Monday, June 12, 2006

Lost ... and Found

The country was in the throes of a major financial crisis triggered by the precariously low level of foreign exchange reserves. The policy-makers, a worried lot, wracked their brains and evolved a scheme to mop up the savings of non-resident Indians.

The scheme was to be implemented through major banks. Targets were assigned and incentives promised. Chairmen of banks vied with one another in attracting the maximum amounts from non-residents.

The national launch of the scheme, complete with bells and whistles, was to be in a predominantly NRI pocket – and rightly so. The Chairman of the Bank, the Finance Minister and other dignitaries would grace the occasion. The branch where the function would be held was headed by Ramaswamy, basically a hands-on banker who had risen from the ranks.

He knew an opportunity when he saw one. He was in the line-up for promotion and close interaction with the top bosses at this juncture would not hurt. He was not a fool to let go of the golden chance to impress them with his ability.

Ramaswamy had excellent reputation as a good organiser. Give him a task and it would be done. Give him a target and it would be achieved. In no time, a steering committee was formed for organising the function and sub-committees were charged with the nitty-gritty of the event. Everything from the bouquets and refreshments to the public address system had been taken care of.

The D-day was drawing close. The Regional Manager who had flown down two days in advance to oversee the arrangements nodded in approval. The honour of welcoming the distinguished gathering at the event would be yours, Ramaswamy was told.

He was aware of his limitations: erudition was not his forte. He therefore sought the help of the professor of economics at the local college in drafting his address of welcome.

In the script of the oration that the learned professor had drafted for Ramaswamy, he had dwelt on the predicament the country was placed in, sprinkling some statistics, to serve as the background to the issuance of the bonds. He had then moved on to the macro-economic theory in a few sentences, peppering it with some quotes from the likes of Keynes, Adam Smith, Mahalanobis and Caldor.

Ramaswamy had read the address of welcome many times over and committed it to heart. As a matter of abundant caution (a phrase any self-respecting banker would carry to his grave), he had the script tucked away safe in one pocket of his grey safari suit (Those were the hey-days of this monstrosity of a garb) specially tailored for the occasion.

The guests were received ceremoniously and ushered onto the dais. Ramaswamy emerged from the wings and stood at the lectern. After the elaborate and formal salutations addressed to the dignitaries on the dais, Ramsawamy proceeded to deliver his speech: ‘In the economic history of post-independence India, 1991 was a watershed year, for the country witnessed a severe economic crisis, a result of the balance of payments situation depleting from USD 6823 billion in 1980 to near-zero….’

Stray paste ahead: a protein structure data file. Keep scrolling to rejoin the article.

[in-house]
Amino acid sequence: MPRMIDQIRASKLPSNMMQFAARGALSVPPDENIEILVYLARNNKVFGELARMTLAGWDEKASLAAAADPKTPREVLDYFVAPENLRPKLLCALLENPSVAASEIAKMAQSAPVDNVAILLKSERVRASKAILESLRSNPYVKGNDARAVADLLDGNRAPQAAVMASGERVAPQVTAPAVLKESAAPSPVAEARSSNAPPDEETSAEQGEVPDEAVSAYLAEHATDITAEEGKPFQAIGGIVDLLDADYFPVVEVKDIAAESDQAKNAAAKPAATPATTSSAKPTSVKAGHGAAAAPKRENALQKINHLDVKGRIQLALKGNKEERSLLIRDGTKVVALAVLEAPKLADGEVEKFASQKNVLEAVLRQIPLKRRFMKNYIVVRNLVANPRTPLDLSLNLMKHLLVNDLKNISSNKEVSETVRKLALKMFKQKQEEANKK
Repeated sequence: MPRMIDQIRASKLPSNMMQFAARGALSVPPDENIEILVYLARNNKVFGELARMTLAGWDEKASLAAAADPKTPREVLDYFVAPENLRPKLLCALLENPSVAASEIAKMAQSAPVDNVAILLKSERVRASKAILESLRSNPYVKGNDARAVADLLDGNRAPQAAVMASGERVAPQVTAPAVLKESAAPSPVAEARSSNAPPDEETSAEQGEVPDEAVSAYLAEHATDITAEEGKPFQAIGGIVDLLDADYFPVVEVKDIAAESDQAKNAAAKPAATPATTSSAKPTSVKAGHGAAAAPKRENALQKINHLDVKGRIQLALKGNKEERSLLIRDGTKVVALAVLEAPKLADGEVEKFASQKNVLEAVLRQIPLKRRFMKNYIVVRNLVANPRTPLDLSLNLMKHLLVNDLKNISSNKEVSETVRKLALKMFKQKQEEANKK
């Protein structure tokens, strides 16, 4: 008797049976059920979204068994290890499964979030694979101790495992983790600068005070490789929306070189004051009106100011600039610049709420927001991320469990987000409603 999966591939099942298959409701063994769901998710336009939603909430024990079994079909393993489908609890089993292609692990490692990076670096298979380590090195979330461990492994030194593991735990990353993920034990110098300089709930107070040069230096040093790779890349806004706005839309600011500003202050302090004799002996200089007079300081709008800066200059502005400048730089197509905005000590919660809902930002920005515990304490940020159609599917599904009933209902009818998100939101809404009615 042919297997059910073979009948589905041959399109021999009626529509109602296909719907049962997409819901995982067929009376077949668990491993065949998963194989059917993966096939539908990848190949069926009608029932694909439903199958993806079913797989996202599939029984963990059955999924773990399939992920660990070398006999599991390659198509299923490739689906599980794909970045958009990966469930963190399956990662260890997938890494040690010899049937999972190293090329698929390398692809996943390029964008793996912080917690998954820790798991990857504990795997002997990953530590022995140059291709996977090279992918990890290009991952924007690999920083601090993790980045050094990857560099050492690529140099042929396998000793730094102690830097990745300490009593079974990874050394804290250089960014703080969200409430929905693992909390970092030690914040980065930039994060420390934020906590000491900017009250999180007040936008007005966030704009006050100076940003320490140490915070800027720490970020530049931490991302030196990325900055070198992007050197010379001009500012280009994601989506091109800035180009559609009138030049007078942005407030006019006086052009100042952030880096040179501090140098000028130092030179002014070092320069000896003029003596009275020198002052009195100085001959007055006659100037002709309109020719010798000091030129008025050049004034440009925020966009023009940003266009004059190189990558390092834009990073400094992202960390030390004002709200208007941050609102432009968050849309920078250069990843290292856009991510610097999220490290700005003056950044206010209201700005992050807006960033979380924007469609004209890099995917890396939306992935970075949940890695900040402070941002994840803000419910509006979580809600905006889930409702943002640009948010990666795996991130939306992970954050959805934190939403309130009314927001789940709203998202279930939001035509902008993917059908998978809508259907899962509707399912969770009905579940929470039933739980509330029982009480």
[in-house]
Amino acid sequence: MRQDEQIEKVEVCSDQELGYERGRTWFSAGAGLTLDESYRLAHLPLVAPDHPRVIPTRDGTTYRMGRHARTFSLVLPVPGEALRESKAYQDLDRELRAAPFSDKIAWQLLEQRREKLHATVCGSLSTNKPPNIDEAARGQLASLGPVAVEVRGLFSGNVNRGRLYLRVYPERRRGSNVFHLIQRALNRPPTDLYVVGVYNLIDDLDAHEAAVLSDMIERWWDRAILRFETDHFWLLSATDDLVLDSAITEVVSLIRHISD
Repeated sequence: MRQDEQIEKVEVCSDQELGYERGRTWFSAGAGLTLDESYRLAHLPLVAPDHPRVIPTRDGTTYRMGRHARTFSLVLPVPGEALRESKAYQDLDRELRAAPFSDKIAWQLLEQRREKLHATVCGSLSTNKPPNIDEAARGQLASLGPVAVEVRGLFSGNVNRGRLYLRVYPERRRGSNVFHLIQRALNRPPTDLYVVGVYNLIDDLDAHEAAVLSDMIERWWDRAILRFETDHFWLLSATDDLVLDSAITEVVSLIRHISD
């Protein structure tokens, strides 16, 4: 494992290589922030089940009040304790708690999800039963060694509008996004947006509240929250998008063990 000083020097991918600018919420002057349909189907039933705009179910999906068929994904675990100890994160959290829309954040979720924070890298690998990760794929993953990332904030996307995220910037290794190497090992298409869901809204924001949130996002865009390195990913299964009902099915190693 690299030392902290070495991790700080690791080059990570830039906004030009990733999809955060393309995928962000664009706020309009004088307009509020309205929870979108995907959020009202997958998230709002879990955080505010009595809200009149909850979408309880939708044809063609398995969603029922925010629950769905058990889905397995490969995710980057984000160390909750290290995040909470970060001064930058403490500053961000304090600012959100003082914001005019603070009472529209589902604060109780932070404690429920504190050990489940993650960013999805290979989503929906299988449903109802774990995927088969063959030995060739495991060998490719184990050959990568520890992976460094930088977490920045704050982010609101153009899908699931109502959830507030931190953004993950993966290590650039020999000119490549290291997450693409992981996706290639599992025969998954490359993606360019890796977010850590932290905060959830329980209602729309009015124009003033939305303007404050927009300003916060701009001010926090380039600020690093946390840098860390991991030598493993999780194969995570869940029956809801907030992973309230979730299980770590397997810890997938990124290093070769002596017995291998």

It promised to be a discourse which would have done an academic proud. But disaster struck after the first few sentences oozing with learned pronouncements: the thing Ramaswamy wanted the least happened. The next sentence simply escaped him – totally and completely. Try as he might, he just could not recall the words.

His hand desperately delved into the right pocket of his trousers but drew a blank. Undeterred, he held forth impromptu, ‘We all know how important foreign exchange is for the country. Without it, we cannot meet our import bills, we cannot develop, …’ He ad-libbed on, in the same mundane, pedestrian refrain. It was a stark contrast from the cerebrally stimulating words that had preceded it.

Then his hand strayed into the chest pocket which had the speech. A relieved Ramaswamy exclaimed, ‘Ah, kittippoyi!’ (I got it!), rather loudly, unfolded the sheet and looked at it. The adage goes ‘Lightning never strikes the same place twice’ but here it was disproved, for Ramaswamy had left his spectacles on the table in his cabin. Without the glasses, he had no use for the scholarly scripted speech. Not one to be daunted by such adversities, he went ahead with his own extempore, albeit punctuated by stammers and stutters.

God then appeared in the form of Kuttappan Pillai, his trusted aide, who, though unschooled in English, was quick to spot the predicament the boss was in, ran to the cabin and fetched the reading glasses of the chief.

‘Aang...haa... kittiyodo?’ (You got it?) the speaker could not hide his immense relief at the succour in the worst crisis of his life. Ramaswamy proceeded, ‘Having drawn down on the bulk of the foreign exchange reserves in order to meet the oil import bill, the credit ratings assigned to the country by both Moody’s and Standard & Poor were downgraded, impacting the ability to raise funds abroad, resulting in current account deficit, setting off a vicious cycle….’ The profound speech reverberated in the hall once again.

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